When peace like a river attendeth my way; When sorrows LIKE SEA BILLOWS ROLL; Whatever my lot, Thou hast taught me to say, ‘It is well, it is well, with my soul.’

The music to this hymn that is so familiar to us was written by Philip Bliss and it was first heard as a solo in 1876 at a Pastor’s Convention in Chicago. Since then throngs of people have embraced its words—because all of us can cite some example of heartbreak or hardship. All of us have experienced the unfairness of life. In fact, to use Spafford’s phrase—we have learned that there are times when sorrows seem to come as regular as the “sea billows that roll” ashore. And that’s what makes this son a GREAT hymn of our faith because Spafford points us to powerful truth—comforting facts that help us when sorrows threaten to overwhelm us. His hymn underscores vital principle that tell us how to be content no matter what happens—or to put it another way, how it can be well with our SOUL—when it’s not well with our LIFE.

(1) First, this grieving father reminds us that having peace—or being content—even amidst the unfairness of life—is something that must be LEARNED.

As he puts it in the last part of his first verse, “Whatever my lot, Thou hast TAUGHT me to say, ‘It is well, it is well, with my soul.’” In other words, we’re not born with the ability to be happy and at peace when we are going through hardship and grief—nor do we gravitate instinctively toward this mind set. No—this caliber of contentment is something we have discipline ourselves to LEARN—because if truth be told, we tend toward DISCONTENT. I mean, our natural bent is to always think we need more than we have.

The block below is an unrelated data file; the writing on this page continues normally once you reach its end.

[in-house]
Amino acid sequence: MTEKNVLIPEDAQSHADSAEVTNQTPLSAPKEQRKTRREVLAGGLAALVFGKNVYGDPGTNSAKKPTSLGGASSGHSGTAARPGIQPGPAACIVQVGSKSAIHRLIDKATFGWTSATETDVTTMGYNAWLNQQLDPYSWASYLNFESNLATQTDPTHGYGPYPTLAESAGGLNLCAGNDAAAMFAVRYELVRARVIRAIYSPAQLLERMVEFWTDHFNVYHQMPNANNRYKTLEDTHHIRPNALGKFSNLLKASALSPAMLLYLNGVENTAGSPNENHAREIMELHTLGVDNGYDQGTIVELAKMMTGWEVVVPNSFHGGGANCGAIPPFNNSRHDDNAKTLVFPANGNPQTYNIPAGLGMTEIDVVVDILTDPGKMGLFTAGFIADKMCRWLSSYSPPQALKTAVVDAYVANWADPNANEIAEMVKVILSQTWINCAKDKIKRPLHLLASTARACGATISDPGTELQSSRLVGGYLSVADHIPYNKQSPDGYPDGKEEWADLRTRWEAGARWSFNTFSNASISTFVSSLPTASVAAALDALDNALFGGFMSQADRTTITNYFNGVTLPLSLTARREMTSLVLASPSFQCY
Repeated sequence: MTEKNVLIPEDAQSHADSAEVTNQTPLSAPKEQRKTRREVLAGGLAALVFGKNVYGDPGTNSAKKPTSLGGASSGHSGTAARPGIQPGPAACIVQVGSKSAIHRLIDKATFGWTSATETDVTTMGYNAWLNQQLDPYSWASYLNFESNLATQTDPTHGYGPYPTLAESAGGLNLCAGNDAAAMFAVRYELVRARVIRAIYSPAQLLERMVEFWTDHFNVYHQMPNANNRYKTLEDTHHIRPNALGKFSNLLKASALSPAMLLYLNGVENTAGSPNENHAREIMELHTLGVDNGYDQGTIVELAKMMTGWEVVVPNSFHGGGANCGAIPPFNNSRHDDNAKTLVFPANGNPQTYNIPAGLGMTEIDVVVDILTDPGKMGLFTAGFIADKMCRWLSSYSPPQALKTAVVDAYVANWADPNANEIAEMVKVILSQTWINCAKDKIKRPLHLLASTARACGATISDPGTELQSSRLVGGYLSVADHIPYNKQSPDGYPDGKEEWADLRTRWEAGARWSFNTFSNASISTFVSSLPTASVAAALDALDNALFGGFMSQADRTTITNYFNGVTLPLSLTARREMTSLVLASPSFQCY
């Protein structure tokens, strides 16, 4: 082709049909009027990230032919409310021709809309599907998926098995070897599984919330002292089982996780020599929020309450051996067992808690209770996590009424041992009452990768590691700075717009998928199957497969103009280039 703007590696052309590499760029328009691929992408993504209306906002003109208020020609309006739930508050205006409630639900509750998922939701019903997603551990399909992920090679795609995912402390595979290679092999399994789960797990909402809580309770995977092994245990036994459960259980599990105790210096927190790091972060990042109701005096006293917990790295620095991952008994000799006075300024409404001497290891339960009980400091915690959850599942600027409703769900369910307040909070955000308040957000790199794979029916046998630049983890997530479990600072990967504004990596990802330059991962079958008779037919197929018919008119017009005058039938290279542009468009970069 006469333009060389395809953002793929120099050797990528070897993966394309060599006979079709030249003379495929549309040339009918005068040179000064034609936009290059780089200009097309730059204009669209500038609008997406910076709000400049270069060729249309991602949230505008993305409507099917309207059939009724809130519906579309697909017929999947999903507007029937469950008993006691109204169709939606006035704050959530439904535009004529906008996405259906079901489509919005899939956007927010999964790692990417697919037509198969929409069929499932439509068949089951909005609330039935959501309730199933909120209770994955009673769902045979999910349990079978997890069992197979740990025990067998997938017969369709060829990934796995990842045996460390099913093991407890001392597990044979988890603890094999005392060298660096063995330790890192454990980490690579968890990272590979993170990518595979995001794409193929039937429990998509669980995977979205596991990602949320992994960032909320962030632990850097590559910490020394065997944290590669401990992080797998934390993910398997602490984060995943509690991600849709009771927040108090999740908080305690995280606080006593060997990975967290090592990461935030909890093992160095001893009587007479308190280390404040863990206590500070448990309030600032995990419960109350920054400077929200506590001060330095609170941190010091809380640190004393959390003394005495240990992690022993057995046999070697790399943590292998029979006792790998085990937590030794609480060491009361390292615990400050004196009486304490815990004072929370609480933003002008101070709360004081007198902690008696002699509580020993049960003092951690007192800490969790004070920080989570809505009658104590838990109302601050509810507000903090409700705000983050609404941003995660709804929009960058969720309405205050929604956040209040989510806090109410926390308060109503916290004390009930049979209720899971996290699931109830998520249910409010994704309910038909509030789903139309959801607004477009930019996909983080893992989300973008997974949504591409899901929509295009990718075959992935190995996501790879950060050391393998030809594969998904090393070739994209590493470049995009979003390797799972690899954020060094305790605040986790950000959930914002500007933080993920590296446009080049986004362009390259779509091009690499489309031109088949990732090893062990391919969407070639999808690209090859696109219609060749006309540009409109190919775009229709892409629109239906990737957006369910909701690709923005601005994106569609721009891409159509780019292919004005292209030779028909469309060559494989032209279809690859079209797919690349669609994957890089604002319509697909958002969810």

• This is why Play station can sell a new slightly improved version of its game system every year.
  • It’s why car companies put out new models annually.
  • Its why clothing styles are always changing.

Companies put out all this new stuff on a regular basis because they know that humans will buy them…and they know we will buy them because we are never satisfied. We always want something newer or better. We always want more. In other words, corporations literally bank on being able to make a profit from our discontent. So—this faith-fueled peace—this no-matter-what-comes contentment—this “soul well-ness” that Spafford writes about—this is a virtue that must be learned and developed. Even the Apostle Paul had to discipline himself to experience this kind of peace. He confesses in Philippians 4:11,“I have LEARNED to be content whatever the circumstances. I know what it is to be in need, and I know what it is to have plenty. I have LEARNED the secret of being content in any and every situation, whether well fed or hungry, whether living in plenty.”